By MARK NEWMAN Courier staff writer
---- — OTTUMWA — Some residents along Rabbit Run Road were in raincoats Wednesday, hooking up RVs and making other arrangements for possible flooding.
A county official says that's a good idea, because he's worried about flooding.
"The Army Corps of Engineers are usually pretty accurate in their predictions," said Brian Moore, Wapello County engineer. "Their current prediction says the Des Moines River could reach 14.5 feet [today] by 7 p.m. At that level, it can affect low-lying areas of the county. I'm also seeing some flash flooding locally."
The following roads would be impacted, and could even wind up under water: Walnut Avenue, 28th Street, Cemetery Road, Rabbit Run Road, 155th Avenue and Rock Bluff Road.
"Folks along the river in these areas need to pay attention to the river and should make arrangements in preparation for high waters [to get to safety]," Moore said.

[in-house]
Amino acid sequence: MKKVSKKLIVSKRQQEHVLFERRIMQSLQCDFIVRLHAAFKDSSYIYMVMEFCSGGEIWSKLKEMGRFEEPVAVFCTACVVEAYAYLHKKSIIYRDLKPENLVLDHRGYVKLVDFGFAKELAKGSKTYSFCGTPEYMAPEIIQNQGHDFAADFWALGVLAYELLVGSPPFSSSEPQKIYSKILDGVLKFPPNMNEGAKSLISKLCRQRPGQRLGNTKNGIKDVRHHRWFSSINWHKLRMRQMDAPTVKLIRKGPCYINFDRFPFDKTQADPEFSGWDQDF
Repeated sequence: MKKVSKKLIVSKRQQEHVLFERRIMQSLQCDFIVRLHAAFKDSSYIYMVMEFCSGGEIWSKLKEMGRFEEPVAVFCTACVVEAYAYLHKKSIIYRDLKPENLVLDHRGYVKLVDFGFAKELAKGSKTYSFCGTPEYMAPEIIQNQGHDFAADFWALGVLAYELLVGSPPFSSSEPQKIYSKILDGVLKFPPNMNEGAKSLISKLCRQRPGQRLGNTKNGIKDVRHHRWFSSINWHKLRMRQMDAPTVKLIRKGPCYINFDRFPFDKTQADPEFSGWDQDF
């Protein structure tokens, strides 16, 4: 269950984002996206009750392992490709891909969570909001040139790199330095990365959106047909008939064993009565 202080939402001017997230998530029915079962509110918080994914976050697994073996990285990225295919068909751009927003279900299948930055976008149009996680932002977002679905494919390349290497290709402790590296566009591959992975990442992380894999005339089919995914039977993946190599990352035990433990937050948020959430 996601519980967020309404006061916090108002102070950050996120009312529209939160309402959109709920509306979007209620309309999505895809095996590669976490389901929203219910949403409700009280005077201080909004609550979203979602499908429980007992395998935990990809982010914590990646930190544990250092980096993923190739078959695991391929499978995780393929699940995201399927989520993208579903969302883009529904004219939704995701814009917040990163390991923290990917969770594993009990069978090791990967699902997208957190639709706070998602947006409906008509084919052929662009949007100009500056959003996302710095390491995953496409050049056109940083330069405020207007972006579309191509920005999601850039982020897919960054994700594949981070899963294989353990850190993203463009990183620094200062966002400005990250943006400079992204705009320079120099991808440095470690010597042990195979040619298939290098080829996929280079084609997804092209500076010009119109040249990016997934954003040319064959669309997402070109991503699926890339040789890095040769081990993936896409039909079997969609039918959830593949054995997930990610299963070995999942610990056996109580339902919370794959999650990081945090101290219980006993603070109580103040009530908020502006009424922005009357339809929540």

Some of the neighbors living along Rabbit Run Road have plenty of practice. Floods invariably affect their area first as the Des Moines River rises. Many of their "backyards" are directly against the river bank. Even at 3:30 p.m. on Wednesday, a few residents were braving the pouring rain to hook trailers up to pickups or remove free-standing objects like chairs from their yards.
While some properties looked fine, others were already beginning to get covered in water. But that water wasn't coming from the river; it was pooling in front yards after 2 inches of rain landed on yards already saturated from previous southeast Iowa rains.
Moore said the secondary roads department would put signs on roads warning of deep water if they find them. Trying to drive across water when you can't see the road below is a dangerous idea, he said. Streams, creeks and smaller rivers were starting to overflow their banks on Wednesday. There is a silver lining to this particular storm cloud. After looking at the charts and graphs posted by The Corps, Moore predicted that if there is flooding, it won't be long term.
"By Friday morning, the river may have gone back down," he said, adding, "We will be updating as we get more information."